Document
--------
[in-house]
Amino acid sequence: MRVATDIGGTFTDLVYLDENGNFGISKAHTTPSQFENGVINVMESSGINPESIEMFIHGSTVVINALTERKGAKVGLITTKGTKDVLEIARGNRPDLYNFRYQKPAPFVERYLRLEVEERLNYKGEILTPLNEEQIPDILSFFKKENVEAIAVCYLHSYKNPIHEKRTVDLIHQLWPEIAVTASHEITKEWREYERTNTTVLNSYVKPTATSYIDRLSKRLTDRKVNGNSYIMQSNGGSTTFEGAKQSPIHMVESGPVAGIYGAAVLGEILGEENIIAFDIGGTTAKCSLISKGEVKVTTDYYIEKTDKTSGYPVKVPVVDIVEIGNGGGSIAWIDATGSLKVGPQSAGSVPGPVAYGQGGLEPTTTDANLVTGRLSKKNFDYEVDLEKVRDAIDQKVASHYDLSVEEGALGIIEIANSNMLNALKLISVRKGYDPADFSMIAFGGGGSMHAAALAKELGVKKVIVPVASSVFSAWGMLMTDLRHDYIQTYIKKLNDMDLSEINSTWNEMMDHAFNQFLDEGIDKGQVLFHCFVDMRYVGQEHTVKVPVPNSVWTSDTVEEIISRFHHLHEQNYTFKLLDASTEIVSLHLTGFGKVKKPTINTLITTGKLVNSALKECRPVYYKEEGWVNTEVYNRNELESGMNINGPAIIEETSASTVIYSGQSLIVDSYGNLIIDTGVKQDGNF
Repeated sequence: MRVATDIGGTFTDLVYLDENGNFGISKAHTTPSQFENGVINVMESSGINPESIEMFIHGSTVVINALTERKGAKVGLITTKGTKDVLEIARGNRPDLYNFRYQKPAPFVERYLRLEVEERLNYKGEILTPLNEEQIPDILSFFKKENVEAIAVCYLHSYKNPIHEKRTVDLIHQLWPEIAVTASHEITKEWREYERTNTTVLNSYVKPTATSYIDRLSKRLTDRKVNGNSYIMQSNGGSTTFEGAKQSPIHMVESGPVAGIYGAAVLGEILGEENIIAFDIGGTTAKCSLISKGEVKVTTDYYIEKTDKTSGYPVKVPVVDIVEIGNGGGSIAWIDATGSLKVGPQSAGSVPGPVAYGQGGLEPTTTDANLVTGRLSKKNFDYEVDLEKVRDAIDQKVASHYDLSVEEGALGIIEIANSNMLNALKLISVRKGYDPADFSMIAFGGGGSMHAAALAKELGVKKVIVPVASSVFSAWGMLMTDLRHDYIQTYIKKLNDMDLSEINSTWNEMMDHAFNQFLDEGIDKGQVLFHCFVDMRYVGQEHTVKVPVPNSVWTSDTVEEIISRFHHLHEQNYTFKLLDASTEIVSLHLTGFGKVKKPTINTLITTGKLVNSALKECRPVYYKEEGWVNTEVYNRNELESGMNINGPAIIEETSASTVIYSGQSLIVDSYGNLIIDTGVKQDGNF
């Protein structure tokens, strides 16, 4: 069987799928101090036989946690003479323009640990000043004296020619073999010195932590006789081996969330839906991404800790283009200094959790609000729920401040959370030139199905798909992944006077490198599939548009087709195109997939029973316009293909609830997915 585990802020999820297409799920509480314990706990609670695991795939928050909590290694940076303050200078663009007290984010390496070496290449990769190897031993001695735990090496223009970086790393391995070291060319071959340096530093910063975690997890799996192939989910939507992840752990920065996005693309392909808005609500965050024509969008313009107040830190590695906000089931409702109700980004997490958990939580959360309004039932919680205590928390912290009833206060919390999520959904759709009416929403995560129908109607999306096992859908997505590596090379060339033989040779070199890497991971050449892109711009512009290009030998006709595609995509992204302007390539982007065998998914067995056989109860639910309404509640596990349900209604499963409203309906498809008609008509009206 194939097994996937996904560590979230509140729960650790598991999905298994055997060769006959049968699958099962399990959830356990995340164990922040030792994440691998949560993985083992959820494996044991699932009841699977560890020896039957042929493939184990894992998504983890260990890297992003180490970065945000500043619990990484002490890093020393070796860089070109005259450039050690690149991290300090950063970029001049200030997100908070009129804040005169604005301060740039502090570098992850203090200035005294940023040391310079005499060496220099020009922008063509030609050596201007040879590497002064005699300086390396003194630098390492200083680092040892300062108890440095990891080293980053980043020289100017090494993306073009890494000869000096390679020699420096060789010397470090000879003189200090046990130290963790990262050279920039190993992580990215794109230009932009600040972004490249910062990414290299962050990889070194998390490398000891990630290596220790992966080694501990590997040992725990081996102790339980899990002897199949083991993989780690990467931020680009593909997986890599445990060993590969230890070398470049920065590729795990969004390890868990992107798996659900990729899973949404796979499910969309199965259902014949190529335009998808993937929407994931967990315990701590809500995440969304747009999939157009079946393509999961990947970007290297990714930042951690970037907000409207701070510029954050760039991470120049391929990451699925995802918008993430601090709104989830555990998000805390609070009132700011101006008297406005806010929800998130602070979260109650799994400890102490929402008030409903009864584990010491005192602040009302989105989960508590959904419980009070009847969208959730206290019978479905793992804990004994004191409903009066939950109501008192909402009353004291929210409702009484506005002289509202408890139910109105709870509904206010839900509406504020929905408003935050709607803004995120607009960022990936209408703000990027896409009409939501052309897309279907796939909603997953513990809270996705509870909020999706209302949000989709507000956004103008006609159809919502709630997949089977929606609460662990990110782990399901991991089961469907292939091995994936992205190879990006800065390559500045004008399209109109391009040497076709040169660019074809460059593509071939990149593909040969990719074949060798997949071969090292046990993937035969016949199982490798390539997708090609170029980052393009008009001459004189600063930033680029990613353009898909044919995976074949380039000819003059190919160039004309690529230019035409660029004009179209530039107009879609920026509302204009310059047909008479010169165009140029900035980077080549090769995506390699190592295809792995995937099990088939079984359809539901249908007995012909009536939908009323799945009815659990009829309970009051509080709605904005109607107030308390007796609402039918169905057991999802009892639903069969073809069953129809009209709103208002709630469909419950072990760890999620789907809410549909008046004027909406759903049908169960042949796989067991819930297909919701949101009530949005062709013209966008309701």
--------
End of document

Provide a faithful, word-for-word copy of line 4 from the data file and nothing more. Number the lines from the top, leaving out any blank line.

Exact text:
């Protein structure tokens, strides 16, 4: 069987799928101090036989946690003479323009640990000043004296020619073999010195932590006789081996969330839906991404800790283009200094959790609000729920401040959370030139199905798909992944006077490198599939548009087709195109997939029973316009293909609830997915 585990802020999820297409799920509480314990706990609670695991795939928050909590290694940076303050200078663009007290984010390496070496290449990769190897031993001695735990090496223009970086790393391995070291060319071959340096530093910063975690997890799996192939989910939507992840752990920065996005693309392909808005609500965050024509969008313009107040830190590695906000089931409702109700980004997490958990939580959360309004039932919680205590928390912290009833206060919390999520959904759709009416929403995560129908109607999306096992859908997505590596090379060339033989040779070199890497991971050449892109711009512009290009030998006709595609995509992204302007390539982007065998998914067995056989109860639910309404509640596990349900209604499963409203309906498809008609008509009206 194939097994996937996904560590979230509140729960650790598991999905298994055997060769006959049968699958099962399990959830356990995340164990922040030792994440691998949560993985083992959820494996044991699932009841699977560890020896039957042929493939184990894992998504983890260990890297992003180490970065945000500043619990990484002490890093020393070796860089070109005259450039050690690149991290300090950063970029001049200030997100908070009129804040005169604005301060740039502090570098992850203090200035005294940023040391310079005499060496220099020009922008063509030609050596201007040879590497002064005699300086390396003194630098390492200083680092040892300062108890440095990891080293980053980043020289100017090494993306073009890494000869000096390679020699420096060789010397470090000879003189200090046990130290963790990262050279920039190993992580990215794109230009932009600040972004490249910062990414290299962050990889070194998390490398000891990630290596220790992966080694501990590997040992725990081996102790339980899990002897199949083991993989780690990467931020680009593909997986890599445990060993590969230890070398470049920065590729795990969004390890868990992107798996659900990729899973949404796979499910969309199965259902014949190529335009998808993937929407994931967990315990701590809500995440969304747009999939157009079946393509999961990947970007290297990714930042951690970037907000409207701070510029954050760039991470120049391929990451699925995802918008993430601090709104989830555990998000805390609070009132700011101006008297406005806010929800998130602070979260109650799994400890102490929402008030409903009864584990010491005192602040009302989105989960508590959904419980009070009847969208959730206290019978479905793992804990004994004191409903009066939950109501008192909402009353004291929210409702009484506005002289509202408890139910109105709870509904206010839900509406504020929905408003935050709607803004995120607009960022990936209408703000990027896409009409939501052309897309279907796939909603997953513990809270996705509870909020999706209302949000989709507000956004103008006609159809919502709630997949089977929606609460662990990110782990399901991991089961469907292939091995994936992205190879990006800065390559500045004008399209109109391009040497076709040169660019074809460059593509071939990149593909040969990719074949060798997949071969090292046990993937035969016949199982490798390539997708090609170029980052393009008009001459004189600063930033680029990613353009898909044919995976074949380039000819003059190919160039004309690529230019035409660029004009179209530039107009879609920026509302204009310059047909008479010169165009140029900035980077080549090769995506390699190592295809792995995937099990088939079984359809539901249908007995012909009536939908009323799945009815659990009829309970009051509080709605904005109607107030308390007796609402039918169905057991999802009892639903069969073809069953129809009209709103208002709630469909419950072990760890999620789907809410549909008046004027909406759903049908169960042949796989067991819930297909919701949101009530949005062709013209966008309701």